Richard Kerr has an excellent article in today’s Science1 looking at the discomfort scientists face in going beyond the IPCC’s conclusions on the extent to which sea level might rise over the next century. The problem here is how to approach public communication and public policy in an area where the science is moving considerably faster than the consensus-identification process of the IPCC:
(James Hansen) finds himself at the head of an informal movement to again rouse the public and policymakers. This time he worries that sea level could rise several disastrous meters by the end of the century, as the warming he heralded sends the great ice sheets rumbling toward the sea. If nothing is done to rein in greenhouse gas emissions, he says, “I just can’t imagine that you could keep sea-level rise under a meter.” Then the sea would flood many kilometers inland along the world’s low-lying coasts, from Florida to Bangladesh.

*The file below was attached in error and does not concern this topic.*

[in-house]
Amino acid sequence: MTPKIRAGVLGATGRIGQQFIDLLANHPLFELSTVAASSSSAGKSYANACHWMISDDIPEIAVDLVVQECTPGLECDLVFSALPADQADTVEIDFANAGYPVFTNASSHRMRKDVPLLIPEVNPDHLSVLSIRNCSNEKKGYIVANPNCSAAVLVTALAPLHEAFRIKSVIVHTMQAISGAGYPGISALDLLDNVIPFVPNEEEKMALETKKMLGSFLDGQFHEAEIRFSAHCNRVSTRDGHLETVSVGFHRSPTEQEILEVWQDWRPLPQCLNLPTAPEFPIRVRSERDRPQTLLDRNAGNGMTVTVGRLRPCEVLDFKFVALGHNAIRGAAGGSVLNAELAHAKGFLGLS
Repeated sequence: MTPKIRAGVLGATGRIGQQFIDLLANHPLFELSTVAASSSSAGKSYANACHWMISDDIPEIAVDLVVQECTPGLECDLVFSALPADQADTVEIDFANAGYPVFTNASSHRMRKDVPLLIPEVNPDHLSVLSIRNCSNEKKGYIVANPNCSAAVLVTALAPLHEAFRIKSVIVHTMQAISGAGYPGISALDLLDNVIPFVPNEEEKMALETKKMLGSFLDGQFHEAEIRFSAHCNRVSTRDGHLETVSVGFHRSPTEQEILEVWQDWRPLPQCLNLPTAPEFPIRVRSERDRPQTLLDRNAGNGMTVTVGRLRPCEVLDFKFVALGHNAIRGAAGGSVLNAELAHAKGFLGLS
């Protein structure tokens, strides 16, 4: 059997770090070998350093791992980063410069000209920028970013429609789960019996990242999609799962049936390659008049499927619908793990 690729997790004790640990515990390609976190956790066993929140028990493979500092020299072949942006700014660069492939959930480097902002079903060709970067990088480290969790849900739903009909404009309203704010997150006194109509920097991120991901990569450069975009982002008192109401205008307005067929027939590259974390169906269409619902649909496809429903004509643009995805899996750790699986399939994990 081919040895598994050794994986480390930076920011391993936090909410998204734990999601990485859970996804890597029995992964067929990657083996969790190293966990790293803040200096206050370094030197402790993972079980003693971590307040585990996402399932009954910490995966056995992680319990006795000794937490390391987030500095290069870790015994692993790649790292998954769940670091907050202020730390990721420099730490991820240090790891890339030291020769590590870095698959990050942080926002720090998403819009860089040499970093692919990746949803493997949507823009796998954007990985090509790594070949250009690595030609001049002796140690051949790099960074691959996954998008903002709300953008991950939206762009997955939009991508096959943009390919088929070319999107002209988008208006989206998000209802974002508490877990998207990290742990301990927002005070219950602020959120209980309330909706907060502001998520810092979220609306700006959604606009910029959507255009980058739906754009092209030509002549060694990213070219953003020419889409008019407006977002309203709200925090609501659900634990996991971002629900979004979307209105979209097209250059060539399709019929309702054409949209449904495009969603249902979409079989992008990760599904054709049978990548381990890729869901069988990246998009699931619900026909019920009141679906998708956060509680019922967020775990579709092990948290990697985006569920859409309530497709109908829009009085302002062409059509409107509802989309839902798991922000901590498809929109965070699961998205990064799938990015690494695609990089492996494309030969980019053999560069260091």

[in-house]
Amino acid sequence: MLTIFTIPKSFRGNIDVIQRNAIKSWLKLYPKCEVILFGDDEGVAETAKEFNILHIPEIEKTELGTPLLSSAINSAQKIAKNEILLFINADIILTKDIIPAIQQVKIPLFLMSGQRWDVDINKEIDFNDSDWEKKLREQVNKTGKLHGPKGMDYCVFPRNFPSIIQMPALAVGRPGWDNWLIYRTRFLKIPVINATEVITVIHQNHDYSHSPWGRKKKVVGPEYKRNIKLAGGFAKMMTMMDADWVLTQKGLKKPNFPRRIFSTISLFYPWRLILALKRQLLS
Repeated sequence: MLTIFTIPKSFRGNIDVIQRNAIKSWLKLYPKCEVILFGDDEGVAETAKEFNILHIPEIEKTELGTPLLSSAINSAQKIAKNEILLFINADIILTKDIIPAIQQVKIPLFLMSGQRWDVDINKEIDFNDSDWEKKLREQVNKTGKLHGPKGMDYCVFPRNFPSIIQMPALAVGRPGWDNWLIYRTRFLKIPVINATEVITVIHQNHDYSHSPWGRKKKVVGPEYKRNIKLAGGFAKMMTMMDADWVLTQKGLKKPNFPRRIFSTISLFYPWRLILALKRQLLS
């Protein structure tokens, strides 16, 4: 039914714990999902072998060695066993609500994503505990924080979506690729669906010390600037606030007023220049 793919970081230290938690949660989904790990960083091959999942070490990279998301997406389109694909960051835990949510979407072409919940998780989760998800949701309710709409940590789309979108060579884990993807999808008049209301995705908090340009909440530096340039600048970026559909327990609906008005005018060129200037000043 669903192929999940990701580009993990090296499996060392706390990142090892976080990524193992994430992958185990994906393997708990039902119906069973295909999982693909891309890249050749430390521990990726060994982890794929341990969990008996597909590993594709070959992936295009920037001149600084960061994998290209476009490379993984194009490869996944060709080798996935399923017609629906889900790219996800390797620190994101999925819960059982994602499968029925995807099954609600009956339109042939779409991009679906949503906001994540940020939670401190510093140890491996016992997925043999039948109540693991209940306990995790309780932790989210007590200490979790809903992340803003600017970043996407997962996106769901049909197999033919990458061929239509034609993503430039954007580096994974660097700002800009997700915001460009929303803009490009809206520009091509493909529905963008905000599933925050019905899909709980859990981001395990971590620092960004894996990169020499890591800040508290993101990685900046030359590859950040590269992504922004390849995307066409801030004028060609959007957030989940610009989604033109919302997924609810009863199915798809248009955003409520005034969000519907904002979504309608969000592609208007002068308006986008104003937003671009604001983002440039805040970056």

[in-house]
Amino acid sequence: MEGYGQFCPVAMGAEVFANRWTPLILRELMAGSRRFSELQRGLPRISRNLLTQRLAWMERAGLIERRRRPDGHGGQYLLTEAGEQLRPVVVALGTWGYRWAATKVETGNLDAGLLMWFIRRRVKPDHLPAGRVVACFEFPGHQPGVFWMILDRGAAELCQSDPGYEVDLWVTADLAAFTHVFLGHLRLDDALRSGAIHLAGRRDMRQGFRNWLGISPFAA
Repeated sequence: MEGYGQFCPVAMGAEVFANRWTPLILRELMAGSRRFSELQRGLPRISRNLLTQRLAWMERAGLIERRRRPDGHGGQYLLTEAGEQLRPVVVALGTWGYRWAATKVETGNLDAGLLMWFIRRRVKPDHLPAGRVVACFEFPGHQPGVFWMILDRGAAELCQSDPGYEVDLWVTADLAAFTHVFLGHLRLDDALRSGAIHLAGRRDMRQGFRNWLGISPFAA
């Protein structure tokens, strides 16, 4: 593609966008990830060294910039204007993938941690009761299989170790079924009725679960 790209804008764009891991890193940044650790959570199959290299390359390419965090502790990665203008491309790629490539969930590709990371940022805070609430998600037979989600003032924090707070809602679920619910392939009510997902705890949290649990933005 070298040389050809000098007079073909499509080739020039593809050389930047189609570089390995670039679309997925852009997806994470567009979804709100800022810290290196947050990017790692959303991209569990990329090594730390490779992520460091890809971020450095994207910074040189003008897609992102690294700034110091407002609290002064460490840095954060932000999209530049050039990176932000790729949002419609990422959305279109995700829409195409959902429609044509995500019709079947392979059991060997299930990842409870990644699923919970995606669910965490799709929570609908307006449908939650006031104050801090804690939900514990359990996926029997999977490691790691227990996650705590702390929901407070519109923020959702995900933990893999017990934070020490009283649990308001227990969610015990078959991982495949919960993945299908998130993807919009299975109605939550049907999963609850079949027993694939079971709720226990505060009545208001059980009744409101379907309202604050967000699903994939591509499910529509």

That was Hansen’s warning to Congress in late April, but it’s not the message that came out of the U.N.’s Intergovernmental Panel on Climate Change (IPCC) in early February. Many news reports gave the impression that the prestigious international assessment actually downgraded the risk of imminent sea-level rise to a small fraction of a meter.
So Hansen seems to be out on a limb, again.
The contrary voice in Kerr’s story comes from Hans von Storch:
“When we speak to the public, we should not rely on the new result,” argues Hans von Storch of the GKSS Institute for Coastal Research in Geesthacht, Germany. “The newest results are not necessarily the best ones. The IPCC should represent a certain filter. That every taxicab driver knows about [the latest result] is a bit premature.”